How I Succeeded is a regular series on Lifehacker where we ask business leaders for the secrets and tactics behind their success. Today: Kyla Kirkpatrick, CEO and founder of Champagne Dame and Emperor Champagne.
Current gig: CEO, Champagne Dame and Emperor Champagne
Location: Brighton, Victoria
Current mobile device: Google Pixel XL
Current computer: MacBook
One word that best describes how you work: Fervent
What social network do you find the most useful?
I follow and interact most frequently with the Facebook Group, Like Minded B’s Drinking Wine! Its’ a page chock full of small business owners or women looking to startup, who offer each other differing levels of skills and experience, and it is a great platform for sharing and learning. I rarely have time to physically attend networking events so digital is my only social refuge.
What were the most important lessons you learned while growing your business?
- The first and most important lesson is that it takes three years of absolute dedication before you turn the corner and business becomes organic. Do NOT give up within the first three years as they are your hardest and you must remain vigilant. Don’t take money out of your business unnecessarily before this point; after you have paid yourself put every spare dollar back into your business.
- Seek Advice. Speak to as many people as you can. Use your network and your network’s network to take people who are experienced in your field or heads of industry out for coffee. Garner information from as many successful people as you know without paying for it and start gathering and process data on how to run a business successfully. You will be amazed at how willing people are to give you advice if you ask kindly for a coffee and an ear. Just listen, process and apply what feels right for you and the golden rule is that you don't have to take all advice. When launching Emperor, my new e-commerce platform for champagne lovers, I reached out to people I knew, and many that I didn’t, and asked if I could present my brand, my numbers, my strategy and asked for feedback. This advice was invaluable. I changed my strategy multiple times from this feedback and it didn’t cost me a cent.
- Ultimately you must be persistent and consistent. Successful people are not lucky they are dedicated. Take everyday like it’s a challenge on a game show. Set yourself goals and push yourself to achieve them. Get up, get moving and get into it. Don’t take the failures personally - it’s really good for your growth, if you get knocked down, get up, dust off and keep going.
What has been the most surprising part of your business journey?
My lack of satisfaction with my own success. I’ve realised that I’m guilty of saying “when I achieve this I will be satisfied” only to look back and realise I got there, that I moved the target to something bigger! You have to visualise what you want, you have to believe and you have to want it but when you get it there you have to celebrate the win and I’m not great at that. Besides this, I am surprised at how the journey has transpired into new projects and opportunities within my core niche.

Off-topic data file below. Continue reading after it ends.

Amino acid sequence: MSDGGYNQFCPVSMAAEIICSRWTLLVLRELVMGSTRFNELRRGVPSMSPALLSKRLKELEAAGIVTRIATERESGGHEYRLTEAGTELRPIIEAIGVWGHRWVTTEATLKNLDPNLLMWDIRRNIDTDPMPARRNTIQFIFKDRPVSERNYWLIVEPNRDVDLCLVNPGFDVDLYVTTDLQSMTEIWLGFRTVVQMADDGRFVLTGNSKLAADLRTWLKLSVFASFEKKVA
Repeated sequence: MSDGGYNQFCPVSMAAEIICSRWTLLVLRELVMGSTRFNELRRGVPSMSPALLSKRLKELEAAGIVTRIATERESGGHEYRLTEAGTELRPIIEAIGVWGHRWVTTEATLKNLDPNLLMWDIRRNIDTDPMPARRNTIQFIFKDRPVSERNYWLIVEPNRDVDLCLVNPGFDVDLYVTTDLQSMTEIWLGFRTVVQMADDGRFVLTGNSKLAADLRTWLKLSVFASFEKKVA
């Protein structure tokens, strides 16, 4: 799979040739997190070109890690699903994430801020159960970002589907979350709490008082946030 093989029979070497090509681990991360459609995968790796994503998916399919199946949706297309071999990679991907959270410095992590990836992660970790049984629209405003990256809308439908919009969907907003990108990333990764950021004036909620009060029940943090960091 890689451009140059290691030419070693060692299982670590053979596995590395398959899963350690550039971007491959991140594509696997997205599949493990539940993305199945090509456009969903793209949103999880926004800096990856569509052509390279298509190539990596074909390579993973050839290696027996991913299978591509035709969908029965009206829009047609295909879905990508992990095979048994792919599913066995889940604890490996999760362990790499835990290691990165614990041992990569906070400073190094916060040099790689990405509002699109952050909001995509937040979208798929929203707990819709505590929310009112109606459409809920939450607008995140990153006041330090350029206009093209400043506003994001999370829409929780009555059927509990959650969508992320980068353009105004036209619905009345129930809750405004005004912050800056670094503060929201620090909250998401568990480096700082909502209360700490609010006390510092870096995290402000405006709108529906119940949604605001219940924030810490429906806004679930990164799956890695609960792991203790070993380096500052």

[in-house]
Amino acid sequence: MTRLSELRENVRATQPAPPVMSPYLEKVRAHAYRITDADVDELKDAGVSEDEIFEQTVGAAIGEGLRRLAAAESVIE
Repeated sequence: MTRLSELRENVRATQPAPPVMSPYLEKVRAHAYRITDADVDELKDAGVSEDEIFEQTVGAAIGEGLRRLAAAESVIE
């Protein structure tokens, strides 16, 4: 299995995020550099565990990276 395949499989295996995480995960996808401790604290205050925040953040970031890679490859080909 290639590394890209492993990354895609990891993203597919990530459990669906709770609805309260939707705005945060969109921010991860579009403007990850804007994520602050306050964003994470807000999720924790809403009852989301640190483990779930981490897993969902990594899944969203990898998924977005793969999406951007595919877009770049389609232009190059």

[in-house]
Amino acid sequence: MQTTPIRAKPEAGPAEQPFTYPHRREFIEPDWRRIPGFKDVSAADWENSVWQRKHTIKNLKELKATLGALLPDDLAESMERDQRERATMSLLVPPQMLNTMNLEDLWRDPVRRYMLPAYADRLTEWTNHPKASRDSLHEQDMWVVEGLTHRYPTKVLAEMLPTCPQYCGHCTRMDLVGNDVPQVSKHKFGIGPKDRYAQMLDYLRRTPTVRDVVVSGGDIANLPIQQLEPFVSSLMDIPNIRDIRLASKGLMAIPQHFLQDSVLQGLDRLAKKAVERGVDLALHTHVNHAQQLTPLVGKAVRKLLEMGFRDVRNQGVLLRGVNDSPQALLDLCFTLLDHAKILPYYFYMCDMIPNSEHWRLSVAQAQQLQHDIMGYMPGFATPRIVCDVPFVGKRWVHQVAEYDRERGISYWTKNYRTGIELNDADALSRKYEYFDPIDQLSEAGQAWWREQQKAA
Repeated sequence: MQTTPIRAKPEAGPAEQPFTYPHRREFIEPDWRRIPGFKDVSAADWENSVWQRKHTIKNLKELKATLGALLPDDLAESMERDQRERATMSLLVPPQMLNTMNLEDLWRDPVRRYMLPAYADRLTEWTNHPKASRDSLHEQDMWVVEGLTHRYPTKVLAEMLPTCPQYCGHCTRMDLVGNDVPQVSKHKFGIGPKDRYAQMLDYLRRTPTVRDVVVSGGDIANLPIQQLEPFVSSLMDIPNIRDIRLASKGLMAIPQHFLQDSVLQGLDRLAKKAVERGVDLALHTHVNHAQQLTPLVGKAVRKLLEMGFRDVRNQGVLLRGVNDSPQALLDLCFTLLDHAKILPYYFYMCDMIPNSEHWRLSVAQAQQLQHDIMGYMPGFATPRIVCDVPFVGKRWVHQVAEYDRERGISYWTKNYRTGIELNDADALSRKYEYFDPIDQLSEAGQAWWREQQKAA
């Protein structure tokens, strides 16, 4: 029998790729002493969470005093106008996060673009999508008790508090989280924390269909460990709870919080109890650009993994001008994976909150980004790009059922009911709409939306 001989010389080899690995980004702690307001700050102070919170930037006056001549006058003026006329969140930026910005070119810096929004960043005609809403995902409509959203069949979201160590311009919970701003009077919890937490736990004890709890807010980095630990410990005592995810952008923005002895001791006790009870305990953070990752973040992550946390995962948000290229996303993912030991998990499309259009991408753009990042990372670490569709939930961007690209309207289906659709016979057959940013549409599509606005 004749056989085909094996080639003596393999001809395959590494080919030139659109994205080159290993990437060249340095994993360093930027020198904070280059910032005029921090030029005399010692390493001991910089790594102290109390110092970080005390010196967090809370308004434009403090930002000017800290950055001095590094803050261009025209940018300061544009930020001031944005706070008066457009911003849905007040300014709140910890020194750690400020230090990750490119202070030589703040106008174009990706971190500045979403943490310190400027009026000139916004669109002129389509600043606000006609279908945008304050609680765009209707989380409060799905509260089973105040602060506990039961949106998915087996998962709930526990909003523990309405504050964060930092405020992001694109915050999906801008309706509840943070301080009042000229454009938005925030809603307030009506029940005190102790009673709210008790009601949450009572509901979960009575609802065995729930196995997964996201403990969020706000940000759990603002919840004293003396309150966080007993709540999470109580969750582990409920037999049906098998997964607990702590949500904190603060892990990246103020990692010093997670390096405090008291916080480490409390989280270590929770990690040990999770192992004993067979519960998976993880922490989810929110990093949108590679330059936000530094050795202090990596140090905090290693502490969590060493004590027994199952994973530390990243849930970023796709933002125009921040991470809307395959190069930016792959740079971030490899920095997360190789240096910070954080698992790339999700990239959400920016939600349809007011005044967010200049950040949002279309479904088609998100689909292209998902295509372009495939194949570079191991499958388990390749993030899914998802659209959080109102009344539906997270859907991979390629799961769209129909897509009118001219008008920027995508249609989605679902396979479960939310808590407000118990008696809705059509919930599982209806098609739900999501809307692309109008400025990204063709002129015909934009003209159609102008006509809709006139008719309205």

I’ve become really broad in my niche which is something I highly recommend to entrepreneurs - pick a field or niche and own it but go broader in your field over time developing multiple business lines that feed one another. I never thought I could build such a big business just from my love of history and Champagne!
What everyday thing are you better at than anyone else?
Delivering - I’m a dynamo at getting things done. I know that most women think I have the most glamorous job in the world drinking champagne and travelling to Paris and Champagne for work but believe me we are a super busy little team. I’m a classic swan, all cool, calm and collected on top but my little legs are paddling a million miles an hour underneath the surface.
I have learnt to be efficient. I work religiously to a to do list that I write every morning and rank in priority. A few helpful tips for time management, I don’t take personal calls during business hours, I don’t do physical meetings (unless its absolutely necessary) and I try not to look at incoming emails when I’m working on a task.
What's your sleep routine like?
If I get less than 8 hours sleep I don’t function properly. For many years I didn’t have a TV - I was totally out of tune with popular culture, not to mention the news, but I have Netflix in my room now and it’s a magical switch off from my business-brain which ticks wildly. I try to shut down lights and TV by 10.30pm and I’m up at 7am.
What advice would you offer to other businesses on how to succeed?
Think about your end goal and dream big. Do not let anyone rain on your parade - especially your partner or people really close to you who can sometimes be critical. Get the big vision in your mind first, then behave and believe like you're already there; you can figure out how to get there later. You have to believe in yourself - this is crucial. Do whatever is in your arsenal to believe that you are going to make your big dream a reality then let nothing or know one stand in your way.
Anything is possible with hard work and determination, and just in case you were wondering, the four-hour work week is a myth. You need to work hard, and just when you think you can’t push any harder, push some more. Do not see failures as a road sign that you are heading in the wrong direction, this is just a learning you needed to have, embrace it and keep going - you will get there!